The first parish kirk in Galashiels stood on a site just south of the Old Town Cross, along Church Street. It was built in 1617 and used as the only parish church in the town until 1813.
This church was originally oblong in shape with a gallery around three sides. The centre of the longest side was occupied by the Laird of Gala’s Pew, and it had its own staircase. In later years, two burial aisles were added to the church, giving it a cruciform shape. A short passage joined the Laird’s Pew to the south window of Gala Aisle.
Though the church was demolished in the 19th century, Gala Aisle is still extant, and now, after Old Gala House, the oldest structure in Galashiels.
Construction of Gala Aisle, Scotland
The Laird of Gala, Hugh Scott, had Gala Aisle erected in 1636 as a family burial aisle. Scott served under General Leslie in the Civil War and died in 1643, and his memorial is inside Gala Aisle.
The Aisle was built of rubble with freestone dressings. It is relatively small, measuring only about 25 feet by 19 feet, with a wall thickness of around 2 feet. Most of the north gable and parts of the side walls are of the original 17th-century work, and the rest is a 19th-century restoration.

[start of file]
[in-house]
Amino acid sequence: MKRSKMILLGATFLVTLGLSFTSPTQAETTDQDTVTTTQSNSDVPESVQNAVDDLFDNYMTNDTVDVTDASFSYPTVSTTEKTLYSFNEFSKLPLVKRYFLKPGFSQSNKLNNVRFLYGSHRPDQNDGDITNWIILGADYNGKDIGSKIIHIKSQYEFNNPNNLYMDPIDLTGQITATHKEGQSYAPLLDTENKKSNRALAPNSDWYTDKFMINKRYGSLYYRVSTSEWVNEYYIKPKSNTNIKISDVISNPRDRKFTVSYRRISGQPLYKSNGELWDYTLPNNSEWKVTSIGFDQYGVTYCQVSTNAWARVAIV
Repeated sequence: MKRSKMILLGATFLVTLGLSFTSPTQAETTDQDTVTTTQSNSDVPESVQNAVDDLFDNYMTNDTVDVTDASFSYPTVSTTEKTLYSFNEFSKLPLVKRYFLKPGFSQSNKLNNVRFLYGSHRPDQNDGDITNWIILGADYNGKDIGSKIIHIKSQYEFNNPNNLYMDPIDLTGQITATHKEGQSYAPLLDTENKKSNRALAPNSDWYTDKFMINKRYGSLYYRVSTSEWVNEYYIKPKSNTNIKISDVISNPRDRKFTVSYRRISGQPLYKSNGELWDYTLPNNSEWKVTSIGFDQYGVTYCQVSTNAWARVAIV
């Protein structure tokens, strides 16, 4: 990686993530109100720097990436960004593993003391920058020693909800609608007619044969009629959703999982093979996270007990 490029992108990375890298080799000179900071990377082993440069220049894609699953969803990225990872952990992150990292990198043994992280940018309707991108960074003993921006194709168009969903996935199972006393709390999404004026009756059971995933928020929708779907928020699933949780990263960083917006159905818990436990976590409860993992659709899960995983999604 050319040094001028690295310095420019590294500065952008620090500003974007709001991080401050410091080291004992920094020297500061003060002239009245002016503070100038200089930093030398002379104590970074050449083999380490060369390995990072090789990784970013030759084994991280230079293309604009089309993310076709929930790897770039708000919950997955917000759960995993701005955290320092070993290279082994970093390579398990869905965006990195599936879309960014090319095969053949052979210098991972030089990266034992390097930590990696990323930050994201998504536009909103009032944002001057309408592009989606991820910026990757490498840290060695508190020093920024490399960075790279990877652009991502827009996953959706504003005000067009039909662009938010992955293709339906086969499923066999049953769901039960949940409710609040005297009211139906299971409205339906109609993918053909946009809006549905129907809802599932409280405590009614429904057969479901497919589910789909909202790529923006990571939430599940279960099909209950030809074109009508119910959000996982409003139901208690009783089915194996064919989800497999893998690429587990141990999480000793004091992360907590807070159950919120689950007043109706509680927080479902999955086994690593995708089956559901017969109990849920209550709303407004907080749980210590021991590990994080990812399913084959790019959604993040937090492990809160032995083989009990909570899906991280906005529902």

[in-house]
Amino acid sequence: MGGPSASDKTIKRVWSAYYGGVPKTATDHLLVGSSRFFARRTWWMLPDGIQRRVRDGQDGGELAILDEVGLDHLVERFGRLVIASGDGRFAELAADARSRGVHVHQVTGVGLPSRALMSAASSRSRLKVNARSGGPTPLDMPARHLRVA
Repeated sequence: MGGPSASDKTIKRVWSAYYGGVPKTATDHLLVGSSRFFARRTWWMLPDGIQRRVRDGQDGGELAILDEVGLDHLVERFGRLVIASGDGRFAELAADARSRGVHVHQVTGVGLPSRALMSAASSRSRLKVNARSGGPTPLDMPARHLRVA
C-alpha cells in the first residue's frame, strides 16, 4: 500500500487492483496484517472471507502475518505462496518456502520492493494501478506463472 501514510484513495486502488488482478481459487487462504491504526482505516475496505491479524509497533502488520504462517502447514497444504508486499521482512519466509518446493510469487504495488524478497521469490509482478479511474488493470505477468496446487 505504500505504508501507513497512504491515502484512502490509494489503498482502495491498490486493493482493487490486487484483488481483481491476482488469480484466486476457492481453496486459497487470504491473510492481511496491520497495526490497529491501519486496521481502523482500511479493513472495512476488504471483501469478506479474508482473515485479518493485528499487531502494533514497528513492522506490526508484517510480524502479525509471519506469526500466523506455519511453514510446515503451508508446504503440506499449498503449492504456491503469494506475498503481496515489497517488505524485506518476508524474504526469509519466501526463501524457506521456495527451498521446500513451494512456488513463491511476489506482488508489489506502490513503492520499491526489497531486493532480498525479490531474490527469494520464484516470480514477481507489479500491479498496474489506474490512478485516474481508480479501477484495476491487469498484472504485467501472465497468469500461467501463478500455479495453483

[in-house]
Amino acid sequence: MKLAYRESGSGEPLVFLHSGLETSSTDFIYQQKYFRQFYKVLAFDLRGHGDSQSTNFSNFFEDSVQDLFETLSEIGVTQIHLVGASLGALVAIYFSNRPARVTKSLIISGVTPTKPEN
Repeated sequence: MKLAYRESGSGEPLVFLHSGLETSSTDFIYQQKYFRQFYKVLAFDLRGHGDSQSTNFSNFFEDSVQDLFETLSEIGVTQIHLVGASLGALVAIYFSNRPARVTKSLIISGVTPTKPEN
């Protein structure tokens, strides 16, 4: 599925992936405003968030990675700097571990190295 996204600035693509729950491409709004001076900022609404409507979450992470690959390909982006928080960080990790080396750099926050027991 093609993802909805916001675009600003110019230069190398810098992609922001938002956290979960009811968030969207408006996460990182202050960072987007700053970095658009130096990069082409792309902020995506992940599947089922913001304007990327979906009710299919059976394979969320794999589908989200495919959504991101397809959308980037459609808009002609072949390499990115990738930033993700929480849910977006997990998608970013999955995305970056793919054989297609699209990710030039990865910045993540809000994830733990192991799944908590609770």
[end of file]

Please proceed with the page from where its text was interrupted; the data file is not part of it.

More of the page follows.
By 1961, the Aisle was roofless and in bad condition. Thankfully, some restoration was done, and a new roof was installed during a major restoration project in 1992, organised by Ettrick and Lauderdale District Council.
Life at the Old Kirk and Gala Aisle
In the 15th century, a new law was brought in: “It is decreed and ordained that football and golf be utterly cried down…. that bow marks be made, a pair of butts at every parish church and shooting be practiced. That every man (between the ages of 12 and 60) shoot six shots at least and two pence levied upon those absent, for drink for the shooters”. It seems archery was very much practiced on Sunday afternoons in the churchyard at Gala Aisle.
What can Still be Seen at Gala Aisle
All the walls are still standing to their full height, and the roof is intact.
Gala Aisle has two large windows, one at each end, and a beautiful arched doorway in the west wall. The Gothic window in the south gable is a 19th-century replica of the original in the north wall.
There are also several interesting gravestones in the churchyard, most notably, that of Mungo Park, the celebrated African traveller who died in Africa in 1806 (not 1805 as indicated on the memorial).
Historical Sites Nearby
- Old Gala House, dating from 1583, is located a few minutes’ walk along Church Street
- Peebles Cross Kirk is a medieval ruin, only 19 miles away, along the A72
- The ruins of Kelso Abbey stand 17 miles East from Galashiels
- Jedburgh Abbey is a magnificent ruin, nearby in Jedburgh 18 miles away
- Another “Aisle,” Soutra Aisle lies 20 miles north
- The medieval Auld Kirk in Stow is 7miles away
- Site visit and observation
- Information boards on site
- “Galashiels Old Town Walk” booklet by Ettrick and Lauderdale District Museum Service
- Canmore website